“I began to think that if I was going to do it,” Father Sullivan said, “Why do it alone? Why not get other priests to do it? So I put the word out there, National Catholic Registry did a story on it. Got some responses, got a priest from New York to go and then we started to plot out the journey.”

An idea started to run into a reality as the momentum started to build as things progressed to the planning stages.

“We are doing 50-miles a day and it’ll take seven days,” Father Sullivan said, “A couple of guys are in their sixties are going so we don’t want to be too aggressive.”

The group is not looking to break any speed records along the way, it’s not a competition.

“It’s not a race, it’s a pilgrimage of prayer,” Father Sullivan said, “We’re each keeping our own pace, with at least two riding together at all times. So, a couple of faster guys in front and we’ll pace it out from there.”

Their first leg with take them over the Bear Mountain Bridge to Fishkill and then south down Route 9 by the Hudson River, a terrific scenic view if there ever was one.

Suffern, New York will lead to Morristown, New Jersey and then on to the long state of Pennsylvania, which has some biblical names of towns within its borders.

True to the spirit of the journey, towns named Bethlehem and Nazareth came into play where Father Sullivan ran into some familiar stories from bible in modern times.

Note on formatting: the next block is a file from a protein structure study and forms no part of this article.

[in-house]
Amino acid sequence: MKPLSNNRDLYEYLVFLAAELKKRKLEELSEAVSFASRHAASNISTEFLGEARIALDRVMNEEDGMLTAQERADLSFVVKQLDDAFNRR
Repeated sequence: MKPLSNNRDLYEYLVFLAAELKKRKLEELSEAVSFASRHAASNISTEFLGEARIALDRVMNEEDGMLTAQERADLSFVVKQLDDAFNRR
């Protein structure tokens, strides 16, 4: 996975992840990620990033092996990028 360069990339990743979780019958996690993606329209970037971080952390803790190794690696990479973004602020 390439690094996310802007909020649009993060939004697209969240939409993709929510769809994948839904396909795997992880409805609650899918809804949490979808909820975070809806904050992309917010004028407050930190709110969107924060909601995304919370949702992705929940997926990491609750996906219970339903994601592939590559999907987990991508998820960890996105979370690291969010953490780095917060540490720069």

“So you know the story in the bible of how there was no room at the Inn for Mary and Joseph,” Father Sullivan said, “So one of our volunteers called Bethlehem to see if we could stay at a Monastery instead of a hotel or motel to save money. So they call and ask if we could stay but the person on the phone says that there is no room.”

Can’t make that up.

“So the next day,” Father Sullivan said, “I call. I’m thinking maybe they got the day or date wrong when we called and sure enough, another person picks up the phone, the misunderstood the day and they said they were fine for that day.”

With a destination in mind and a plan in place, a celebration of sorts is being planned for the sendoff in Torrington.

“I’m starting here at the school,” Father Sullivan said, “Eight o’clock in the morning. At 8:05 we are having a little tricycle race with the pre-K ad K kids. After that, fifth, sixth, seventh and eighth graders who have their parents’ permission and a few parents are riding with me down South Main, up Route 118 to Lordes Shrine. Chris Smedick (Torrington police) has a police escort for us all the way down to the shrine.”

Father Sullivan expects between 300 and 400 people from the surrounding area to attend the event in Litchfield for a mass, a blessing of the bikes before kicking off at about 11 a.m. for Fishkill, New York.

11 priests will leave with Father Sullivan that morning.

“I think what makes the journey different is that its priest making the journey,” Father Sullivan said, “You have bike rides for different causes but not one with all priests doing it.”

It takes a special kind of person to put themselves on the line doing a project like this and Torrington is lucky to have him.

While it may not be a race of competition, be sure of one thing. Father Sullivan will compete against himself along the way, just as he did on the hardwood with a victory inevitable.

For more from Timothy W. Gaffney click here